Homeowners and businesses in California that filed for a fire damage insurance claim have already reached more than $9.4 billion years to date, according to a California State Insurance Commissioner spokesperson.
Despite a significant amount of fire losses, insurance companies may not be able to increase rates in 2018, due to the Proposition 103 measure. California voters passed the bill in 1988 that requires certain conditions against property and casualty insurance rates.
Under the state measure, California’s insurance regulator must approve any proposed rate hikes before companies can pass them to homeowners. The law also requires insurers to use a long-term trend to justify higher rates, instead of simply raising rates because of a one- or two-year impact from a single disaster.
S&P Global Ratings credit analyst Tracy Dolin said that the law makes it hard for insurance companies to increase rates in California, as opposed to other states. Insurance Commissioner Dave Jones said that rate hikes should take into account the damages from disasters over the last 20 years.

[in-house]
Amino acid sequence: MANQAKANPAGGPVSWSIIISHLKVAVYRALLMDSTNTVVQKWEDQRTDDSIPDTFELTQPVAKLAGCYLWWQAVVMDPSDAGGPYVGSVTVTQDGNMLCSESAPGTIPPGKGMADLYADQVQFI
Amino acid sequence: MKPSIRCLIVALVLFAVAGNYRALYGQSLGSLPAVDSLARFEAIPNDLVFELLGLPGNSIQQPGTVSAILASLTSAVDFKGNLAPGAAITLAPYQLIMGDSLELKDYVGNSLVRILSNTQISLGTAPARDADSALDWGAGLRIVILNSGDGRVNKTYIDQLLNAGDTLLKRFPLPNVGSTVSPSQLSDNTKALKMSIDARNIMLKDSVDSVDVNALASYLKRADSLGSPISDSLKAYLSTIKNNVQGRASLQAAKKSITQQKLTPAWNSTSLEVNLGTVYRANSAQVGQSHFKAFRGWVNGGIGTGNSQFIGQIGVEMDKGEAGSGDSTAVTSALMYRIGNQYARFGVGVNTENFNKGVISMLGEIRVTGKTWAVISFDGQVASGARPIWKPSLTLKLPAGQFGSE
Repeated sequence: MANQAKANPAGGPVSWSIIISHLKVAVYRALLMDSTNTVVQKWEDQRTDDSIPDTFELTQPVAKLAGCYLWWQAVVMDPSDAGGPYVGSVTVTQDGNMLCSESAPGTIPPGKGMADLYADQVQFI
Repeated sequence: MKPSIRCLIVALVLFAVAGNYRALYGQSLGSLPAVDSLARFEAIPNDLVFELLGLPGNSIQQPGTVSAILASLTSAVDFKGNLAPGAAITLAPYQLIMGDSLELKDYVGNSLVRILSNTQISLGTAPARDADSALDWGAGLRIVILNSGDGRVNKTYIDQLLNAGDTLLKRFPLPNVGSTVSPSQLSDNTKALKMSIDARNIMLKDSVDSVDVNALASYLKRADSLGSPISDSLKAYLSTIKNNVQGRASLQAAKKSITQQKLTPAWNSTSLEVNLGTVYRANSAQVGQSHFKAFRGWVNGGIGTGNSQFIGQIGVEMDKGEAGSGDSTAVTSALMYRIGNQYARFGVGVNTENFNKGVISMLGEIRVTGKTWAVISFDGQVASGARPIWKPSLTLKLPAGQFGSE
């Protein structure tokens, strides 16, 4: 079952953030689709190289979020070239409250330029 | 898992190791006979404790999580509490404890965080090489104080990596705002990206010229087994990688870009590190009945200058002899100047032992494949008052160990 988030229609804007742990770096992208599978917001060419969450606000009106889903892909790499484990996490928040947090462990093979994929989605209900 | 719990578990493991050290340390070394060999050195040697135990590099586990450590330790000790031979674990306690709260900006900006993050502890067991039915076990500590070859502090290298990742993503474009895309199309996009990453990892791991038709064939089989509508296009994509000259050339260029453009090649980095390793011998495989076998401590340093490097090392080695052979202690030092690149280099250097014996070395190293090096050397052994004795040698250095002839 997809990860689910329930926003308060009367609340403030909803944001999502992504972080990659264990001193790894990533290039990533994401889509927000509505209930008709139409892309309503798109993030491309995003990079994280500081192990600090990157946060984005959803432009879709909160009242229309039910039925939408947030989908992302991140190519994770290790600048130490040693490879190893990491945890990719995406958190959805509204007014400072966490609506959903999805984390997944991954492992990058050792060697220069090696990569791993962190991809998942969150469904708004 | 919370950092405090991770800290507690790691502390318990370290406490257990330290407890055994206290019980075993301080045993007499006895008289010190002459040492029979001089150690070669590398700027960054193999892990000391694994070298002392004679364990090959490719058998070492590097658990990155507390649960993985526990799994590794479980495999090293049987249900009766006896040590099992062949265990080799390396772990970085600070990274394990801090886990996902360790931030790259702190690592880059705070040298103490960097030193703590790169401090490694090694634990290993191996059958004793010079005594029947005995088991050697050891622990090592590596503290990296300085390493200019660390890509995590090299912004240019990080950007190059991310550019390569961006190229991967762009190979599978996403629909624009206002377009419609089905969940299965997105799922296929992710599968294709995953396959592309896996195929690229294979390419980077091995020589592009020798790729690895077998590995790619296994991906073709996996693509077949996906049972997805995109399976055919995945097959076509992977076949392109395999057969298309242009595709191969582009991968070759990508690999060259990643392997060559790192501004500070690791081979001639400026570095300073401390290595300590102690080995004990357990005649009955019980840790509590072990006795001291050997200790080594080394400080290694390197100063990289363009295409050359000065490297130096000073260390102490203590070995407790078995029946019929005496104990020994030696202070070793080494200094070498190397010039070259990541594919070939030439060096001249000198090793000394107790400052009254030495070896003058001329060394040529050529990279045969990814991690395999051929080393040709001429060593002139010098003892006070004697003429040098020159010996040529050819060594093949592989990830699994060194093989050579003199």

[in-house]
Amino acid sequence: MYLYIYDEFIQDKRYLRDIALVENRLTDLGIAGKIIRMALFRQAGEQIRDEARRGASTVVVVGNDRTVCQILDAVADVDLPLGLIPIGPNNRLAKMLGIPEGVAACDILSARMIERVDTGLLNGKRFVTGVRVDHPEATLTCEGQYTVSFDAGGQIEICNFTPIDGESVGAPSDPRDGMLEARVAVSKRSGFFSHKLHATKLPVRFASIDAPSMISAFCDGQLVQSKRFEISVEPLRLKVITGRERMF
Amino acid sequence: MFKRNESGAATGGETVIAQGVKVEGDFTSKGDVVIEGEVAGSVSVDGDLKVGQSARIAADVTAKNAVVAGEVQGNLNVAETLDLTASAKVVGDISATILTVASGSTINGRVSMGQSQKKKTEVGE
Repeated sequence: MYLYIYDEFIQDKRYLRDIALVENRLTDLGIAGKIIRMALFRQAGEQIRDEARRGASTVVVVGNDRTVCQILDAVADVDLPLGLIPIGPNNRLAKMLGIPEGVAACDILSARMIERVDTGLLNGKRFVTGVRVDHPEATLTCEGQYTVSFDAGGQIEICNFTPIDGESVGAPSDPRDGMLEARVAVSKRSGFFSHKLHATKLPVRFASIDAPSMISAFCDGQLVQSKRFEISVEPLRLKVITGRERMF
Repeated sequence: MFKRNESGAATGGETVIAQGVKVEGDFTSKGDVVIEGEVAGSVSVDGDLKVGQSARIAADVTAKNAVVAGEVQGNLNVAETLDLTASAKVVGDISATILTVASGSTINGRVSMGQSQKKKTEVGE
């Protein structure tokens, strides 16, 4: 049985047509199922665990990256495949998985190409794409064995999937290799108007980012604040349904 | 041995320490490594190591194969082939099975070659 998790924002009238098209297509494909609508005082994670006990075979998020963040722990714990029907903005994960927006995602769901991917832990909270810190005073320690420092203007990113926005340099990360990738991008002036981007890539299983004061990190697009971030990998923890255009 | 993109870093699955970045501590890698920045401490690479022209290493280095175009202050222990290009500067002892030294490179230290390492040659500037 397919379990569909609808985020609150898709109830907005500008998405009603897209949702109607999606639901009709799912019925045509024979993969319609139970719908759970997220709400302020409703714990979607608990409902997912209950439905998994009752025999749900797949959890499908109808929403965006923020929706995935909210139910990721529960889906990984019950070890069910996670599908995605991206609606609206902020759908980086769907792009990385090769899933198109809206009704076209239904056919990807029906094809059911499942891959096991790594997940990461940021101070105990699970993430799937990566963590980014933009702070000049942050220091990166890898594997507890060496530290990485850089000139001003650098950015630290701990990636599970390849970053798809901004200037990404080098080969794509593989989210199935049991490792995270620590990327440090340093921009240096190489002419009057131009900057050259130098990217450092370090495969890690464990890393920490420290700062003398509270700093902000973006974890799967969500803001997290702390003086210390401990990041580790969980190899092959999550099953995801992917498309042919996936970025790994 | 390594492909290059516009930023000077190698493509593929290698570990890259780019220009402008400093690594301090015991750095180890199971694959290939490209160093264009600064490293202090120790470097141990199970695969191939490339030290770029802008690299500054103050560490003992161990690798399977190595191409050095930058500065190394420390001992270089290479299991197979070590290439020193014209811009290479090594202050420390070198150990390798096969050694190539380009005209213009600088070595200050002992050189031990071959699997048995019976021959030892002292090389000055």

Jones said that wildfires in October were among the “most devastating series of fires in California’s history in terms of insured losses.” While it may be too early to calculate the exact amount of fire losses, S&P Global Ratings expects damages from October alone to reach more than $12 billion.
Those who prepare to file claims should also arm themselves with the right information. People may resolve claims within 24 months and not 12, according to Jones. On the other hand, you may also use the insurance money to build or buy a home, contrary to using it solely for rebuilding purposes, he added.
An insurance claim helps you to get back on your feet after a disaster, although you need to prepare several documents and know about the process to avoid delays and complications.